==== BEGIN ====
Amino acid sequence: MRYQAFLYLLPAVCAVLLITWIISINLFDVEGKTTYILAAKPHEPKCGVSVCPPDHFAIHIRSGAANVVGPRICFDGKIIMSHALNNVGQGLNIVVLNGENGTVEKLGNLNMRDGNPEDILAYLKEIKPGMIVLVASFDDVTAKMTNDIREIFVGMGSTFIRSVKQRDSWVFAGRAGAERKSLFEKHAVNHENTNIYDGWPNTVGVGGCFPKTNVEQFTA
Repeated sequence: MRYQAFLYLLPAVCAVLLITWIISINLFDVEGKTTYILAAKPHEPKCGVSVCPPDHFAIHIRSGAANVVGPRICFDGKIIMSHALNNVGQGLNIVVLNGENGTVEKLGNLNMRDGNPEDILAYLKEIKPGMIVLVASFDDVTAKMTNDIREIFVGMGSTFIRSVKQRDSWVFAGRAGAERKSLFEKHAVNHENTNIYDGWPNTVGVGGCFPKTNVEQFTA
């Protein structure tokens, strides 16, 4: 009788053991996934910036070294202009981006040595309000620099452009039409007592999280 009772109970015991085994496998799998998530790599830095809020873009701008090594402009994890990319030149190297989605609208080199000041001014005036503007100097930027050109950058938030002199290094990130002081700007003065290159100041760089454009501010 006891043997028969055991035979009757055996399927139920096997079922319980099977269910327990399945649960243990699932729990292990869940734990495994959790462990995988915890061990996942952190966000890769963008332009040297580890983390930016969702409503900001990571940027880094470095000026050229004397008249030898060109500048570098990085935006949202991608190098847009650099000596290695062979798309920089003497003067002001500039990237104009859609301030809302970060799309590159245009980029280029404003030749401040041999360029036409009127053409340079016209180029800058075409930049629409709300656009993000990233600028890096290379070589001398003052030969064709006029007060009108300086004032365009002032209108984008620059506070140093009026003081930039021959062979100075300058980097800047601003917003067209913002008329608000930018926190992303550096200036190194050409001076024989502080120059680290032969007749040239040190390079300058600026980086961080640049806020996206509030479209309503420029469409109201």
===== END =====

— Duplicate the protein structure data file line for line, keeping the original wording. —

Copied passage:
Amino acid sequence: MRYQAFLYLLPAVCAVLLITWIISINLFDVEGKTTYILAAKPHEPKCGVSVCPPDHFAIHIRSGAANVVGPRICFDGKIIMSHALNNVGQGLNIVVLNGENGTVEKLGNLNMRDGNPEDILAYLKEIKPGMIVLVASFDDVTAKMTNDIREIFVGMGSTFIRSVKQRDSWVFAGRAGAERKSLFEKHAVNHENTNIYDGWPNTVGVGGCFPKTNVEQFTA
Repeated sequence: MRYQAFLYLLPAVCAVLLITWIISINLFDVEGKTTYILAAKPHEPKCGVSVCPPDHFAIHIRSGAANVVGPRICFDGKIIMSHALNNVGQGLNIVVLNGENGTVEKLGNLNMRDGNPEDILAYLKEIKPGMIVLVASFDDVTAKMTNDIREIFVGMGSTFIRSVKQRDSWVFAGRAGAERKSLFEKHAVNHENTNIYDGWPNTVGVGGCFPKTNVEQFTA
């Protein structure tokens, strides 16, 4: 009788053991996934910036070294202009981006040595309000620099452009039409007592999280 009772109970015991085994496998799998998530790599830095809020873009701008090594402009994890990319030149190297989605609208080199000041001014005036503007100097930027050109950058938030002199290094990130002081700007003065290159100041760089454009501010 006891043997028969055991035979009757055996399927139920096997079922319980099977269910327990399945649960243990699932729990292990869940734990495994959790462990995988915890061990996942952190966000890769963008332009040297580890983390930016969702409503900001990571940027880094470095000026050229004397008249030898060109500048570098990085935006949202991608190098847009650099000596290695062979798309920089003497003067002001500039990237104009859609301030809302970060799309590159245009980029280029404003030749401040041999360029036409009127053409340079016209180029800058075409930049629409709300656009993000990233600028890096290379070589001398003052030969064709006029007060009108300086004032365009002032209108984008620059506070140093009026003081930039021959062979100075300058980097800047601003917003067209913002008329608000930018926190992303550096200036190194050409001076024989502080120059680290032969007749040239040190390079300058600026980086961080640049806020996206509030479209309503420029469409109201």